In his foreword to The Physics of Star Trek, Stephen Hawking reflects on the value of science fiction for science:

Science fiction like Star Trek is not only good fun but it also serves a serious purpose, that of expanding the human imagination. . . . There is a two-way trade between science fiction and science. Science fiction suggests ideas that scientists incorporate into their theories, but sometimes science turns up notions that are stranger than any science fiction.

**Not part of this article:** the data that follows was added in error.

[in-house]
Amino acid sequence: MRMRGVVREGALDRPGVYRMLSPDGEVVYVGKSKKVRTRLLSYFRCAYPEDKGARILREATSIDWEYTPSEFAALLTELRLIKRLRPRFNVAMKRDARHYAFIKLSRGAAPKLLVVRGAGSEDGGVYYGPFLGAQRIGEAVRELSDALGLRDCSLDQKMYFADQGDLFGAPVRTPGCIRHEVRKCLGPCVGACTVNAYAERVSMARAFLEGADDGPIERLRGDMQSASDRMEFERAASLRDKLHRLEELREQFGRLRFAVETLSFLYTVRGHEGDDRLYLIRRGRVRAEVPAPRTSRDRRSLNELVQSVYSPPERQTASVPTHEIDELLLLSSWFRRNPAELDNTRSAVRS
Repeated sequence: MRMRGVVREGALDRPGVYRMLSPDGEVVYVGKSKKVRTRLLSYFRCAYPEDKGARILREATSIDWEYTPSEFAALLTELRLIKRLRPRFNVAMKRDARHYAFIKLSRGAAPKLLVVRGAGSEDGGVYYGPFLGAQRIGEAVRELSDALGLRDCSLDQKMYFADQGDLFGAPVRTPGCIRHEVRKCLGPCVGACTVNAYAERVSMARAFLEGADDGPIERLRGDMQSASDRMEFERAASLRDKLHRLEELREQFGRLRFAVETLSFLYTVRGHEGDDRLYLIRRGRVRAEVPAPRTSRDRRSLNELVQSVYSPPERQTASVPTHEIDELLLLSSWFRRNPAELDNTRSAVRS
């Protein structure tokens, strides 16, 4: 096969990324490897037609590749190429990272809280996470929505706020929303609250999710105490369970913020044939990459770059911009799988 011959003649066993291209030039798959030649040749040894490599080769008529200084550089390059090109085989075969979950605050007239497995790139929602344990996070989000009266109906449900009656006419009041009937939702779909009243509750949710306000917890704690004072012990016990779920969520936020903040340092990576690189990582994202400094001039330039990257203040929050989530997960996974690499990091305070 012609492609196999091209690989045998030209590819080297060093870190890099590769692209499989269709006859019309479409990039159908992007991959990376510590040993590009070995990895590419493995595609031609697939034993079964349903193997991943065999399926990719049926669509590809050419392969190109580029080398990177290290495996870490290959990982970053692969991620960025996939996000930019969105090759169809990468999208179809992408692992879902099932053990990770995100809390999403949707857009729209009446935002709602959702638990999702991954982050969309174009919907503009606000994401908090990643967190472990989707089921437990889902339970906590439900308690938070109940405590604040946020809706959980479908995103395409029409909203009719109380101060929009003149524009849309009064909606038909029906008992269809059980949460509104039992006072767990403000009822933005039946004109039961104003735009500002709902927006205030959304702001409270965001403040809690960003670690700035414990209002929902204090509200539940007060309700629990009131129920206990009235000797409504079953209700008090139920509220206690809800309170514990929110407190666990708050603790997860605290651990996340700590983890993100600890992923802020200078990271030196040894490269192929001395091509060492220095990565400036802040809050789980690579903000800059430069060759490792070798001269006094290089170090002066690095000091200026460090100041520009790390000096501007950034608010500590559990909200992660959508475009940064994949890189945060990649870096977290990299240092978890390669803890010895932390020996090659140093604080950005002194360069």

. . . Nevertheless, today’s science fiction is often tomorrow’s science fact. The physics that underlies Star Trek is surely worth investigating. To confine our attention to terrestrial matters would be to limit the human spirit (Krauss 2007: xi–xiii).1

This seemingly obvious comment on science fiction, however, loses its validity in South Korea, where even the global...

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